Question: It is said that all the actions of man are to gain some material or spiritual benefit or to protect himself from some harm. So much so that even those acts which are apparently benevolent like helping the widows or training of children etc., they are also not exempted from this rule because by helping others and expressing love for them, man obtains consolation for his own soul and comforts his heart which had become restless after seeing their deplorable condition.
Keeping this principle in view that all the actions of man are caused by the desire to obtain some material or spiritual benefit, why is it so that some actions are termed as sacrifice, offering and selflessness etc?
The motherly love is the best example of sacrifice and a mother obtains peace by expressing her natural motherly feelings. If she does not rare and train her child she would be hurt. In such a case how can we say that motherly love is pure of every selfish motive and how can we call this a selfless sacrifice?
Answer: This question can be answered in two ways:
1. Sacrifice and offering means that a person does something for the benefit of an individual or the society without any motive of getting anything in return. The opposite of this is to do something with a motive of profit or recompense and a person does this to obtain material gains.
Just assume that there is a person who feels very sad on seeing the conditions of widows and orphans or by helping them he experiences happiness. When this person helps them without show off and that too with no more money than is needed by them this action of his is called sacrifice and selflessness.
It is correct that this action frees him from the pangs of conscience and gives him pleasure and satisfaction. But since the motive of this act is not any worldly benefit and the desire for recompense has not made him do this, therefore this action of his is very meritorious both from the point of view of intellect as well as the Shariah and it is counted as a type of sacrifice.
In other words in order to find whether a particular act is an act of sacrifice or not we must see what are the motives behind it. Those sentimental or human acts which are called sacrifice or offering are those in which there is calculation of profits. At the time of performance man does not keep the material gains in view and the motives of this are deeply etched into his heart. He does this without paying attention to be an example or to show off. He doesn't do this for any sort of acclaim by the society.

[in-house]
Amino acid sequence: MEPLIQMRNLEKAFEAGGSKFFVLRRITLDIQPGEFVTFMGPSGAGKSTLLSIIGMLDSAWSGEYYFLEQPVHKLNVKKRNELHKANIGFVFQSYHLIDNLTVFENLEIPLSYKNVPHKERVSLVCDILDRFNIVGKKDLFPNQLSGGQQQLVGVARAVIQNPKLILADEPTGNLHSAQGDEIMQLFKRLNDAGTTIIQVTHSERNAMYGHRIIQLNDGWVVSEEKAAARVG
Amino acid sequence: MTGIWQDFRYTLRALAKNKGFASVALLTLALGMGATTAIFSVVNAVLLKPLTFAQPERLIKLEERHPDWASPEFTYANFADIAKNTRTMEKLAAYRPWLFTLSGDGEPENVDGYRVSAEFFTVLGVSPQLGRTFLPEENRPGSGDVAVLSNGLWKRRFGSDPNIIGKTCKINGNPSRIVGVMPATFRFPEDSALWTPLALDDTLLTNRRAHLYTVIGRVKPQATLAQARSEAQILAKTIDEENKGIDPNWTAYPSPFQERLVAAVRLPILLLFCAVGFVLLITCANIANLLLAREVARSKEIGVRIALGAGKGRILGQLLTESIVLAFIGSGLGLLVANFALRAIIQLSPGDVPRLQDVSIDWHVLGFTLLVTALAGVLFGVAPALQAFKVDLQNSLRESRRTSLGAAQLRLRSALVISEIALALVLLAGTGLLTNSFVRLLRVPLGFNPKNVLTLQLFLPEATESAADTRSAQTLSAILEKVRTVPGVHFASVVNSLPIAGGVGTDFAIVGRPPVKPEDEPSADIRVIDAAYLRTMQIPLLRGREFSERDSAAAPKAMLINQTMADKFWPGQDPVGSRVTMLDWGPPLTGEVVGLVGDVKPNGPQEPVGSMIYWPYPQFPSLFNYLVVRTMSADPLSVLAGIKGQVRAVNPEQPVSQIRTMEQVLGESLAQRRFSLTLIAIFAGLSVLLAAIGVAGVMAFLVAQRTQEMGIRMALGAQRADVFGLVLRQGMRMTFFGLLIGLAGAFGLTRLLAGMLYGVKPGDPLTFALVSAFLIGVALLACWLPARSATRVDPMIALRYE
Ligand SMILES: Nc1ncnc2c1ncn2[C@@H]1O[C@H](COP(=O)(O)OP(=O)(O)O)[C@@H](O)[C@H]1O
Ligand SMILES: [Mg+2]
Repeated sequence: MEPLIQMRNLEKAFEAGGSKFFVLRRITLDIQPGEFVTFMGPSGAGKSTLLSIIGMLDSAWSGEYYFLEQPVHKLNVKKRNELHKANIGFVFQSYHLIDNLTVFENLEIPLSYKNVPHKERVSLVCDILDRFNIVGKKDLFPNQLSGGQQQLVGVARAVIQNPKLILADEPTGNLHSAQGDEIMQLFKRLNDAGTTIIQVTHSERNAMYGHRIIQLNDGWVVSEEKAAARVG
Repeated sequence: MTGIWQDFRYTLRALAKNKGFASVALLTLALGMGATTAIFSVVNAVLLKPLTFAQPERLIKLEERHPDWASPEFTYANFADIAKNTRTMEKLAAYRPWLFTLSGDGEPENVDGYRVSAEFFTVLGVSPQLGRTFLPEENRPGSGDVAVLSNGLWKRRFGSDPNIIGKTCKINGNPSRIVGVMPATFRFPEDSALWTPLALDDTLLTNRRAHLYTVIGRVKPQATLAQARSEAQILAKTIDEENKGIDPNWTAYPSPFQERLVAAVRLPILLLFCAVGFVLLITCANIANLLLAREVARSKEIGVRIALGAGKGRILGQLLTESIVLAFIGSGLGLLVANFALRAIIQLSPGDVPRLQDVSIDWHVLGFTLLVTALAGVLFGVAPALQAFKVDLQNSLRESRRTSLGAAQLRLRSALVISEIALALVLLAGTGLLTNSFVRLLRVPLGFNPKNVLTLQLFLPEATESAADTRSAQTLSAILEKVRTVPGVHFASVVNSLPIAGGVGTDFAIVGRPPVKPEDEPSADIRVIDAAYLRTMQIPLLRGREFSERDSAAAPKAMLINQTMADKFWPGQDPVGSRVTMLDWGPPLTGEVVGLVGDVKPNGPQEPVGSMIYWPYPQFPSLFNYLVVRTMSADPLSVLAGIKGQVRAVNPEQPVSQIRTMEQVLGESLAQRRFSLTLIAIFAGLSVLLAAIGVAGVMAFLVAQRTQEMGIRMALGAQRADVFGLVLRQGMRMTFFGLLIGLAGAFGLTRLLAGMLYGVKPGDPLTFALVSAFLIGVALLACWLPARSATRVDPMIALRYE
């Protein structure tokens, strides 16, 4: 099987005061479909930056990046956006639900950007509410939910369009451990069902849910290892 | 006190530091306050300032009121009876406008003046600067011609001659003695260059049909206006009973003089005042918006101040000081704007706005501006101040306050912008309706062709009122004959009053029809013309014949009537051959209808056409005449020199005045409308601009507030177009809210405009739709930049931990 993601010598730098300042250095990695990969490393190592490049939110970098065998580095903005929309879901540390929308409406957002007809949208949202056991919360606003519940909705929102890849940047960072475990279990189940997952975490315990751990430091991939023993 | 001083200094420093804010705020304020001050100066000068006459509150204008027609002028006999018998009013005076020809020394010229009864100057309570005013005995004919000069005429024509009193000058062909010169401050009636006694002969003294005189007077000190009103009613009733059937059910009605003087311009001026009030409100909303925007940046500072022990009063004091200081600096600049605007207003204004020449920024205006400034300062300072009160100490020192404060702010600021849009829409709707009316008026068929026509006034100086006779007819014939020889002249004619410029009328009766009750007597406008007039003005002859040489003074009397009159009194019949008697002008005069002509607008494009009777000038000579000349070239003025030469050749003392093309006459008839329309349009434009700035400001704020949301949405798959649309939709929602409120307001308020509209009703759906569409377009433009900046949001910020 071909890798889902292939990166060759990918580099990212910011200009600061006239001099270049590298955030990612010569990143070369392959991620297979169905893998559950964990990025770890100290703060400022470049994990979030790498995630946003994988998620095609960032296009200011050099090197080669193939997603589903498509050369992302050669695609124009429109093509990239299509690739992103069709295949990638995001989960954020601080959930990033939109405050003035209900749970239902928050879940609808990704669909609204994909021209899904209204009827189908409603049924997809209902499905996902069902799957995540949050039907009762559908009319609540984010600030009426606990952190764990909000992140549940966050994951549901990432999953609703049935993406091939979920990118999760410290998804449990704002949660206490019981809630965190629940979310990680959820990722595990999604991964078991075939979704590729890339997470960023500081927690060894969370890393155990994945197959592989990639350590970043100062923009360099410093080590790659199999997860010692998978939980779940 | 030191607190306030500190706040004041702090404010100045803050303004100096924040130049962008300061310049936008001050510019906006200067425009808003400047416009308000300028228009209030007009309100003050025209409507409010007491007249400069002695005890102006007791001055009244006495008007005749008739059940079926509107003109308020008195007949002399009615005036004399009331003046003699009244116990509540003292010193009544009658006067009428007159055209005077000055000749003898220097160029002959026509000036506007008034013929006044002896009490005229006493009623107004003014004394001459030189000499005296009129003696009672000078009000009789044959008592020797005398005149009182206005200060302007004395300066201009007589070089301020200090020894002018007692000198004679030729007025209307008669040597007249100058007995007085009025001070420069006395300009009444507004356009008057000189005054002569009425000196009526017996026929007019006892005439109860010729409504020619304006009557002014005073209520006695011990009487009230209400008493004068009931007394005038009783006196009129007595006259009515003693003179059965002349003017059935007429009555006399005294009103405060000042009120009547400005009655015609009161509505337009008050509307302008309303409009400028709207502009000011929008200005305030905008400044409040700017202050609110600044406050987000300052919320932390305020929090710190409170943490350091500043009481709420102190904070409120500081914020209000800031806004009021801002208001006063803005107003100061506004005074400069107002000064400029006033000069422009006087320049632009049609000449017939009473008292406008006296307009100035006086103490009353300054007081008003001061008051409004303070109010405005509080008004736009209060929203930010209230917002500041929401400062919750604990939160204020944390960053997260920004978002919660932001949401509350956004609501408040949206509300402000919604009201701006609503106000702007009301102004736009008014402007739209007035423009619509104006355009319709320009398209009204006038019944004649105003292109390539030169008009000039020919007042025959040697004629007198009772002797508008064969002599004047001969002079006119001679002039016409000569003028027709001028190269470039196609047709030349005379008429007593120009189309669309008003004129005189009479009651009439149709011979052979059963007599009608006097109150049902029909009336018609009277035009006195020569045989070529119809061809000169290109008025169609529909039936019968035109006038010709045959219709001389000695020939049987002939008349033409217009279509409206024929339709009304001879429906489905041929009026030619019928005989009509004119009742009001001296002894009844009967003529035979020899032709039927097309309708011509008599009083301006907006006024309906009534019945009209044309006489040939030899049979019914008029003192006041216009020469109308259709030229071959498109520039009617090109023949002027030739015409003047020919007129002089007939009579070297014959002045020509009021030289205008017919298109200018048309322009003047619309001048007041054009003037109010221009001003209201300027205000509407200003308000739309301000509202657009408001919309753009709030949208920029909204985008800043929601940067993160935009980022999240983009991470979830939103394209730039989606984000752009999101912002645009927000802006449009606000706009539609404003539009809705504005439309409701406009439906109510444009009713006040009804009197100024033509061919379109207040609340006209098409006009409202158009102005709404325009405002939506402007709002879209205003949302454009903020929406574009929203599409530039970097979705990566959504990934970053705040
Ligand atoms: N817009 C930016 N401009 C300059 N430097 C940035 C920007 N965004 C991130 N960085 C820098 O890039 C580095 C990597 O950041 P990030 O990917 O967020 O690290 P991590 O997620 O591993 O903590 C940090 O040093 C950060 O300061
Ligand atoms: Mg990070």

But while doing something if someone does not ignore the material benefits, and he does it for gaining something in return from an individual or the society, then this is a type of give and take and one who does this regarded as a trader.
The second reply to this question is that sometimes a person loves something or someone to such an extent that except for this love he forgets everything. He even forgets himself and this type of person also forgets his personal gain. It is the instance when man does not recognize anything except his beloved thing or person. He thinks nothing else except the pleasure of his beloved.
He absolutely ignores the aspect of gain and recompense where something is taken in exchange of something else. His sacrifice reaches such a stage that at this time he also forgets his beloved and the aim of his sacrifice whose imagination imparts comfort to his body and soul. The reason for this is that leave alone the physical and spiritual pleasures, he does not even see or recognize himself in this condition. It is the stage which is sometimes called the stage of annihilation.
Many of our leaders were having this type of condition with regard to the Being of Allah. And this same condition used to cause them to worship Him for Him only. And they used to seek His proximity and had imaginable devotion for Him as His being is pinnacle of perfection. They used to lay down their lives for His pleasure.
A tradition narrated from Amir al-Mu’mineen Hazrat Ali (a.s.) regarding worship, probably indicates this:
“O my Lord! I do not worship You for the fear of Hell or for desire of Paradise. I worship You because I find You are deserving of worship.”
The best example of devotion was Ali (a.s.) himself and he used to be so much engrossed in prayers that he did not feel any pain when an arrow was extracted from his feet. Such a person cannot think of his gain or loss at the time of worshipping Allah. Because when he sees he sees Allah and whatever he does he does it not for his personal gain, he does it for the Lord.